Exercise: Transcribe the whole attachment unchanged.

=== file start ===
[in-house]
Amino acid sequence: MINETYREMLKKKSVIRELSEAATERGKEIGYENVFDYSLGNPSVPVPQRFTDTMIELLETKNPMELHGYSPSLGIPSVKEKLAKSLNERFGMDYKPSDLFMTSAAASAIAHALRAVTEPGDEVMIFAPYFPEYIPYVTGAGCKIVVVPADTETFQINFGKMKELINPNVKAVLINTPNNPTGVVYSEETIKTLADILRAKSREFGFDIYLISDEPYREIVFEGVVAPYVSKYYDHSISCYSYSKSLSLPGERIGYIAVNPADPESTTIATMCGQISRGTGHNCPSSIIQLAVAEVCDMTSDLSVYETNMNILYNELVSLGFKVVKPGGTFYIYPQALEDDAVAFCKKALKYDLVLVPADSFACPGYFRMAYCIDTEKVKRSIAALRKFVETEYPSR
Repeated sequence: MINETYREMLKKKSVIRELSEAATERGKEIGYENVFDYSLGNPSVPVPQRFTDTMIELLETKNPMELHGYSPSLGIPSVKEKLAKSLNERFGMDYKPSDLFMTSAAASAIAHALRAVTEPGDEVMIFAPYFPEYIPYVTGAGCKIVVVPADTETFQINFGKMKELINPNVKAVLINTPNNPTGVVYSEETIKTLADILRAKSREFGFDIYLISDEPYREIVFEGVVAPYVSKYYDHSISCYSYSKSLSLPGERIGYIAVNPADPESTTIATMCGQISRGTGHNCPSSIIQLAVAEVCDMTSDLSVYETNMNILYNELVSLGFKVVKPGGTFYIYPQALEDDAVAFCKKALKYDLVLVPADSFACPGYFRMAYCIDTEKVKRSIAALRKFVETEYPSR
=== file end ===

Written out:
[in-house]
Amino acid sequence: MINETYREMLKKKSVIRELSEAATERGKEIGYENVFDYSLGNPSVPVPQRFTDTMIELLETKNPMELHGYSPSLGIPSVKEKLAKSLNERFGMDYKPSDLFMTSAAASAIAHALRAVTEPGDEVMIFAPYFPEYIPYVTGAGCKIVVVPADTETFQINFGKMKELINPNVKAVLINTPNNPTGVVYSEETIKTLADILRAKSREFGFDIYLISDEPYREIVFEGVVAPYVSKYYDHSISCYSYSKSLSLPGERIGYIAVNPADPESTTIATMCGQISRGTGHNCPSSIIQLAVAEVCDMTSDLSVYETNMNILYNELVSLGFKVVKPGGTFYIYPQALEDDAVAFCKKALKYDLVLVPADSFACPGYFRMAYCIDTEKVKRSIAALRKFVETEYPSR
Repeated sequence: MINETYREMLKKKSVIRELSEAATERGKEIGYENVFDYSLGNPSVPVPQRFTDTMIELLETKNPMELHGYSPSLGIPSVKEKLAKSLNERFGMDYKPSDLFMTSAAASAIAHALRAVTEPGDEVMIFAPYFPEYIPYVTGAGCKIVVVPADTETFQINFGKMKELINPNVKAVLINTPNNPTGVVYSEETIKTLADILRAKSREFGFDIYLISDEPYREIVFEGVVAPYVSKYYDHSISCYSYSKSLSLPGERIGYIAVNPADPESTTIATMCGQISRGTGHNCPSSIIQLAVAEVCDMTSDLSVYETNMNILYNELVSLGFKVVKPGGTFYIYPQALEDDAVAFCKKALKYDLVLVPADSFACPGYFRMAYCIDTEKVKRSIAALRKFVETEYPSR